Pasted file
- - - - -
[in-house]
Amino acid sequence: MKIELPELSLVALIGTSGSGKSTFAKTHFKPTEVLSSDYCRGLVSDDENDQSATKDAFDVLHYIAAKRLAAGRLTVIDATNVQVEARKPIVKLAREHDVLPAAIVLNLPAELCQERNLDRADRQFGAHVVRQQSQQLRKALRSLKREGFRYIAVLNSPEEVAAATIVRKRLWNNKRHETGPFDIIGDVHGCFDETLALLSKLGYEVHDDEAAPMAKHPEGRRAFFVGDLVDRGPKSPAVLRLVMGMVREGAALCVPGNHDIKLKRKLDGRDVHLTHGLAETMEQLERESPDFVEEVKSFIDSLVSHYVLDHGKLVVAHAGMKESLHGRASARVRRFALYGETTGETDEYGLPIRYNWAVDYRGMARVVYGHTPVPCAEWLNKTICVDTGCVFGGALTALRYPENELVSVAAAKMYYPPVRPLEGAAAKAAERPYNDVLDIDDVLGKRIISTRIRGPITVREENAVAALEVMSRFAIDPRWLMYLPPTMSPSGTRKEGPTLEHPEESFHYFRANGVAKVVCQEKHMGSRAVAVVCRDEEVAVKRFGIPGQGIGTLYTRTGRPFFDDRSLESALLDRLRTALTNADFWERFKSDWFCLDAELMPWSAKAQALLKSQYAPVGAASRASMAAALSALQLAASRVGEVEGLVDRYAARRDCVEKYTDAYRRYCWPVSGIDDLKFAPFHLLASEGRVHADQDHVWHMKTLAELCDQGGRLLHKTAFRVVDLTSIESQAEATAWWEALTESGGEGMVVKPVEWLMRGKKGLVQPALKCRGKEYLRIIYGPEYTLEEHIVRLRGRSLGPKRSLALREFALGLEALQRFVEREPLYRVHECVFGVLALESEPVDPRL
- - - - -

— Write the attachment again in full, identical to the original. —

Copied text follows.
[in-house]
Amino acid sequence: MKIELPELSLVALIGTSGSGKSTFAKTHFKPTEVLSSDYCRGLVSDDENDQSATKDAFDVLHYIAAKRLAAGRLTVIDATNVQVEARKPIVKLAREHDVLPAAIVLNLPAELCQERNLDRADRQFGAHVVRQQSQQLRKALRSLKREGFRYIAVLNSPEEVAAATIVRKRLWNNKRHETGPFDIIGDVHGCFDETLALLSKLGYEVHDDEAAPMAKHPEGRRAFFVGDLVDRGPKSPAVLRLVMGMVREGAALCVPGNHDIKLKRKLDGRDVHLTHGLAETMEQLERESPDFVEEVKSFIDSLVSHYVLDHGKLVVAHAGMKESLHGRASARVRRFALYGETTGETDEYGLPIRYNWAVDYRGMARVVYGHTPVPCAEWLNKTICVDTGCVFGGALTALRYPENELVSVAAAKMYYPPVRPLEGAAAKAAERPYNDVLDIDDVLGKRIISTRIRGPITVREENAVAALEVMSRFAIDPRWLMYLPPTMSPSGTRKEGPTLEHPEESFHYFRANGVAKVVCQEKHMGSRAVAVVCRDEEVAVKRFGIPGQGIGTLYTRTGRPFFDDRSLESALLDRLRTALTNADFWERFKSDWFCLDAELMPWSAKAQALLKSQYAPVGAASRASMAAALSALQLAASRVGEVEGLVDRYAARRDCVEKYTDAYRRYCWPVSGIDDLKFAPFHLLASEGRVHADQDHVWHMKTLAELCDQGGRLLHKTAFRVVDLTSIESQAEATAWWEALTESGGEGMVVKPVEWLMRGKKGLVQPALKCRGKEYLRIIYGPEYTLEEHIVRLRGRSLGPKRSLALREFALGLEALQRFVEREPLYRVHECVFGVLALESEPVDPRL